I noticed that “Nancy Reagan red” has been suddenly co-opted by a certain Senator from New York whom I have never, ever seen wear red before. Pastels were prominent for years, but apparently are now not presidential.
A huge concern for the handlers of one bull was the recent widely disseminated photo of him in a swimsuit. And no, it was not because Donna Rice was bobbing in the waves nearby. In fact, there was no one else in the picture; it was just him in fairly modest trunks. A local TV "news" program took the swimsuit photo out on the street where the incredible wisdom of the common man interpreted the photo. The respondents chosen to be aired were nearly all slightly older women who commented mainly on his body fat, or lack thereof, discerning whether he was "hot" or not. My young son asked me, "Dad, what does that have to do with being President?"
At this point, I have no idea which presidential bull I will endorse in November 2008. And, based on past experience, I am fairly confident the mainstream media will give me very little with which to discern the actual substance of the bull. I am going to try an experiment to test my thinking. Starting in May 2007, I am going to start counting the number and size of photos of the candidates who are in the running as they appear in People magazine. My suspicion is that whoever gets the greatest number of square inches of photo-ops in People will win. I am confident that the thoughtful, deep prose of People will be the deciding factor. I surely hope I am wrong but I have more confidence in my thesis than in the Cubs winning the world series.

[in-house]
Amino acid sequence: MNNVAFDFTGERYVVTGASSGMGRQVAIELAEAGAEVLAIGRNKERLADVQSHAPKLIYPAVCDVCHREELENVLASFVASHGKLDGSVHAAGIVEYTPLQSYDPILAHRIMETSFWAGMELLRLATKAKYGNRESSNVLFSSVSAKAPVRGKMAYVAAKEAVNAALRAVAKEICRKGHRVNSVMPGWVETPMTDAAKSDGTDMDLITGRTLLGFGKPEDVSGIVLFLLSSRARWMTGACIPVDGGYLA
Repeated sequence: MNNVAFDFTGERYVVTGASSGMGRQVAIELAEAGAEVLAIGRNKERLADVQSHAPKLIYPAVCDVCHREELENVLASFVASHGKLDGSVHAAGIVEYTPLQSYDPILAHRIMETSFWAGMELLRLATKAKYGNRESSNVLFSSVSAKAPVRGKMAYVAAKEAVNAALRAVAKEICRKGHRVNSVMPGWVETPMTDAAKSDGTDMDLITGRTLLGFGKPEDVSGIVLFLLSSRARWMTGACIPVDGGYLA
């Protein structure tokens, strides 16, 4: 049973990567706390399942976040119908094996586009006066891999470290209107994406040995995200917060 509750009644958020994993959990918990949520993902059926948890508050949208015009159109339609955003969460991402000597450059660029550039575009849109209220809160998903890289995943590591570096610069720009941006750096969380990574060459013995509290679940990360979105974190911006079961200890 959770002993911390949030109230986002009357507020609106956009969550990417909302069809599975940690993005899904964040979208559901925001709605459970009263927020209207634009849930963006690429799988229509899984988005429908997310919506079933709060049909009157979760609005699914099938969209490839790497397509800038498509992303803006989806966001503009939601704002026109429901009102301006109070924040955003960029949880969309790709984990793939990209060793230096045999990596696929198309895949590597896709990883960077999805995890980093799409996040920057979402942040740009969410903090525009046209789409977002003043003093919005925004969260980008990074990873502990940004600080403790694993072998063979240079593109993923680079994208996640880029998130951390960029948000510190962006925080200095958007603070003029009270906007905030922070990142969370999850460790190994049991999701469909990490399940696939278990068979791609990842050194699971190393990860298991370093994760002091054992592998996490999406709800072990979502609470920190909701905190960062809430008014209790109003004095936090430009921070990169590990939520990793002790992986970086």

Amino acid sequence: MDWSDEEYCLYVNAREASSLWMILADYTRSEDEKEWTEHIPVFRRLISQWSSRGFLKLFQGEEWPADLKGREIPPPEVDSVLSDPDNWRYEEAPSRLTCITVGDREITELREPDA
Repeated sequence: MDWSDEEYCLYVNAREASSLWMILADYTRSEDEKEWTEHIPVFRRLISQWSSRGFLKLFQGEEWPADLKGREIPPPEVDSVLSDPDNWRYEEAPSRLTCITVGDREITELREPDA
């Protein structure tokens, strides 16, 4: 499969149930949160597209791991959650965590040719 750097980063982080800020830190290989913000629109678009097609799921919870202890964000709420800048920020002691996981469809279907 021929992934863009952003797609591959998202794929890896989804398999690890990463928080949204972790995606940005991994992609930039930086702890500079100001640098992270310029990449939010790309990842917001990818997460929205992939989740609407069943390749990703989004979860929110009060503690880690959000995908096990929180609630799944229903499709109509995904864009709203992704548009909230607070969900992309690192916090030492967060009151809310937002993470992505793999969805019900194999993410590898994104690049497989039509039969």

Lincoln wouldn't stand a chance today, nor would many of the other ugly mugs that have graced the Oval Office. Though according to some, he did grow a beard to mask his gangly face at the suggestion of a young girl. He was after all, a rather ugly man by the standards of any age. Today, beards or facial hair of any kind are verboten.